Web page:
7 not-so-dumb questions about the latest IPCC report

7 not-so-dumb questions about the latest IPCC report

Our summary of the first part of the latest IPCC synthesis report on climate change.

Patrick Nollet

Patrick Nollet

Co-founder

Update :
7/12/2023
Publication:
6/9/2021

🤔 What is this IPCC report that everyone is talking about?

👉 This is the first part of the new IPCC report (the previous synthesis report was from 2014), describing our understanding of climate change, its causes as well as its physical consequences. Two other parts will be published by the end of 2022: the second will focus on the implications for biodiversity and human societies as well as adaptation solutions, and the third will describe the state of the art of solutions to limit emissions and envisage a sustainable future.

🤔 But the IPCC are ideological ecologists, right?

👉 Non : Le rapport est scientifiquement inattaquable. Un travail immense a été réalisé (234 auteurs, 14000 références…). C’est une synthèse exemplaire de la littérature scientifique existante qui permet de dégager un vrai consensus scientifique. Chaque affirmation du rapport est soigneusement pondérée par la confiance qu’ont les auteurs par rapport à cette affirmation (« it is {likely / very likely / extremely likely} that… »). On peut donc lui faire confiance. Ce rapport va bien au-delà des logiques partisanes.

🤔 Is there still any doubt about the human influence on climate change?

No: One of the first sentences of the report sets the tone: "It is unequivocal that human influence has warmed the atmosphere, ocean and land. And this is not simply the acceleration of a natural process: the average temperature increases almost linearly with the amount of CO2 emitted by humans. We have entered the warmest period in over 100 000 years, and the trend is not about to be reversed.

Temperatures have risen significantly since the industrial era - IPCC

🤔 What are the expected consequences?

👉 The first obvious consequence of climate disruption is a rise in average temperatures. Several scenarios are envisaged depending on the evolution of greenhouse gas emissions, ranging from +1.4°C to +4.4°C in 2100 compared to the pre-industrial period. But beware: these are only average values. This increase is not uniform across regions. In particular, temperature increases in continental and polar areas will be much higher. Furthermore, heat waves are likely to intensify. We will have to wait for the second part of the report to get an idea of the consequences of these changes on our societies, but it is already clear that the changes will be so radical in some regions that we cannot simply say that "man will adapt".

Other consequences include a rise in sea levels of between 0.5 and 1 metre by 2100, depending on the scenario. And if we look ahead to 2300, the rise could be as much as 7 metres, or even 15 metres in a scenario that cannot be ruled out. I'll let you imagine the consequences. At 7 metres, the island of Noirmoutier has practically disappeared, and only the centre of the town of Arles is still emerged. And in some countries, the situation will be dramatic.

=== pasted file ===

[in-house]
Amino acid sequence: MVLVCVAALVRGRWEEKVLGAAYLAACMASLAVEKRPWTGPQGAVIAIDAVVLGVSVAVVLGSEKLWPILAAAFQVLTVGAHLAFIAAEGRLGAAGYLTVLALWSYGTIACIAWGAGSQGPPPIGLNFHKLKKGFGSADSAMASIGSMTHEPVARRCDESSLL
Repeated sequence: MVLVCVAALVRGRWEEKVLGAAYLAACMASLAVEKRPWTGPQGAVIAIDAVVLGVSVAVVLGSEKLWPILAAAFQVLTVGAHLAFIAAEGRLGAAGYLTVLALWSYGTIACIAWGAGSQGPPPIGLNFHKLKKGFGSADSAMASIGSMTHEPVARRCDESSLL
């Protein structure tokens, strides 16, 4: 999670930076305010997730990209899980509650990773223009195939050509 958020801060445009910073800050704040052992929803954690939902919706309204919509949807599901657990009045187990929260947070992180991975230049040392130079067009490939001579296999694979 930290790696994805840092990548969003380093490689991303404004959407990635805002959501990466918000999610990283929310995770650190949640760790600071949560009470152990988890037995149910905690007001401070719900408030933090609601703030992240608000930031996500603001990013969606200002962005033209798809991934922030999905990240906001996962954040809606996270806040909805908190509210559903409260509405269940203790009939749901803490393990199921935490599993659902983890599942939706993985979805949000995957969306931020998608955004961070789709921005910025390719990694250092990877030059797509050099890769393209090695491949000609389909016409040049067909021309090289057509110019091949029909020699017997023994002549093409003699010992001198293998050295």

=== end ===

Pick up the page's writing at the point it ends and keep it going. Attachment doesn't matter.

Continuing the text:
It should also be noted that global warming is accelerating the water cycle, which will increase rainfall in many areas. But again, the consequences have to be studied precisely region by region, because in other areas it is the droughts that will intensify.

🤔 But I had a rotten summer! I don't believe in all that.

👉 And yet: the case of France in July and August 2021 is very particular, due to an exceptional meteorological phenomenon of cold drop. All around us, heat waves have indeed occurred. There are even fears of a pasta shortage due to the heat wave in Canada and the floods in Europe that have put a strain on global durum wheat production.

Furthermore, the IPCC report reminds us that temperature variability over a decade is significant. So beware of false impressions, and let's keep an eye on general trends and the common good.

🤔 Is it still possible to reverse the trend?

Yes and no. The culprits are known. They are mainly carbon dioxide, methane and nitrous oxide emissions. Since the correlation between global warming and these emissions is known, it is easy to deduce a carbon budget that should not be exceeded depending on the scenario we wish to commit to.

So we know what we have to do: work to reduce these emissions in our activities. First of all, we need to raise our collective awareness. Then, it is up to each individual or industry to work on reducing their own emissions by implementing the following triptych:

1. Measure (Collect all the data needed to accurately calculate our carbon emissions)
2. Analyse (Identify the most important sources of emissions)
3. Act (Implement and monitor an action plan to reduce emissions).

However, if we can limit the extent of climate change, basic trends have already begun and are irreversible, particularly in the oceans (temperature rise, acidification, deoxygenation, etc.). Thus, whatever we do, the ice cap will continue to melt for centuries or even millennia, and sea levels will continue to rise. All we can do today is limit the damage. And that's already a lot!

🤔O kay, fine. I need to find out more. How do I do that?

👉 No way to read the full report (3,949 pages!), which should be seen as encyclopaedic content. Many summaries are available. The 42-page summary published by the IPCC is a bit technical but still readable if you have a good command of English. It contains many graphs and figures. If you only have five minutes to spare, at least read their 2-page super-summary. Among the French sources, special mention to BonPote who made a summary accessible to all.

On the same topic
Let's talk about your decarbonisation challenges
Request a demo